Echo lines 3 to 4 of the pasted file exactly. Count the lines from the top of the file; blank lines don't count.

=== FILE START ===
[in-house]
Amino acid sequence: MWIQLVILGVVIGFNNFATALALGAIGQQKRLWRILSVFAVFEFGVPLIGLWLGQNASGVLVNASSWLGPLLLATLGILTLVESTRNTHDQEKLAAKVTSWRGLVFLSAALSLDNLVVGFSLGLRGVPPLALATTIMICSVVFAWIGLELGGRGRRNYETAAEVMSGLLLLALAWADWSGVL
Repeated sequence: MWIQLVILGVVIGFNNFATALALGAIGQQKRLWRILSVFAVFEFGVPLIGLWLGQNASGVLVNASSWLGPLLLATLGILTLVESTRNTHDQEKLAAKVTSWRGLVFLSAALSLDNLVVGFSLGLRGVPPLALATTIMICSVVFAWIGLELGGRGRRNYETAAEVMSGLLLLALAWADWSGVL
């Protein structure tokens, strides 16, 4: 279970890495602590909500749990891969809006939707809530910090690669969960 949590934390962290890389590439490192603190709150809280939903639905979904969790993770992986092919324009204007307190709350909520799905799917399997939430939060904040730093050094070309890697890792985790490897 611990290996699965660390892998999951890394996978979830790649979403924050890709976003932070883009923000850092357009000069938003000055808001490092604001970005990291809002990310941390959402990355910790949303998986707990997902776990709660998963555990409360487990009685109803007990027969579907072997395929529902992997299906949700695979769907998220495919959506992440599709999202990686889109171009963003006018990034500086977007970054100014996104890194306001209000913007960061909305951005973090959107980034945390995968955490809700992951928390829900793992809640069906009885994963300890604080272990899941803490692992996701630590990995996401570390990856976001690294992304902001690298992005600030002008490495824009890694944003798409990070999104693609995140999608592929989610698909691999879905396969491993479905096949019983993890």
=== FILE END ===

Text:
Repeated sequence: MWIQLVILGVVIGFNNFATALALGAIGQQKRLWRILSVFAVFEFGVPLIGLWLGQNASGVLVNASSWLGPLLLATLGILTLVESTRNTHDQEKLAAKVTSWRGLVFLSAALSLDNLVVGFSLGLRGVPPLALATTIMICSVVFAWIGLELGGRGRRNYETAAEVMSGLLLLALAWADWSGVL
């Protein structure tokens, strides 16, 4: 279970890495602590909500749990891969809006939707809530910090690669969960 949590934390962290890389590439490192603190709150809280939903639905979904969790993770992986092919324009204007307190709350909520799905799917399997939430939060904040730093050094070309890697890792985790490897 611990290996699965660390892998999951890394996978979830790649979403924050890709976003932070883009923000850092357009000069938003000055808001490092604001970005990291809002990310941390959402990355910790949303998986707990997902776990709660998963555990409360487990009685109803007990027969579907072997395929529902992997299906949700695979769907998220495919959506992440599709999202990686889109171009963003006018990034500086977007970054100014996104890194306001209000913007960061909305951005973090959107980034945390995968955490809700992951928390829900793992809640069906009885994963300890604080272990899941803490692992996701630590990995996401570390990856976001690294992304902001690298992005600030002008490495824009890694944003798409990070999104693609995140999608592929989610698909691999879905396969491993479905096949019983993890």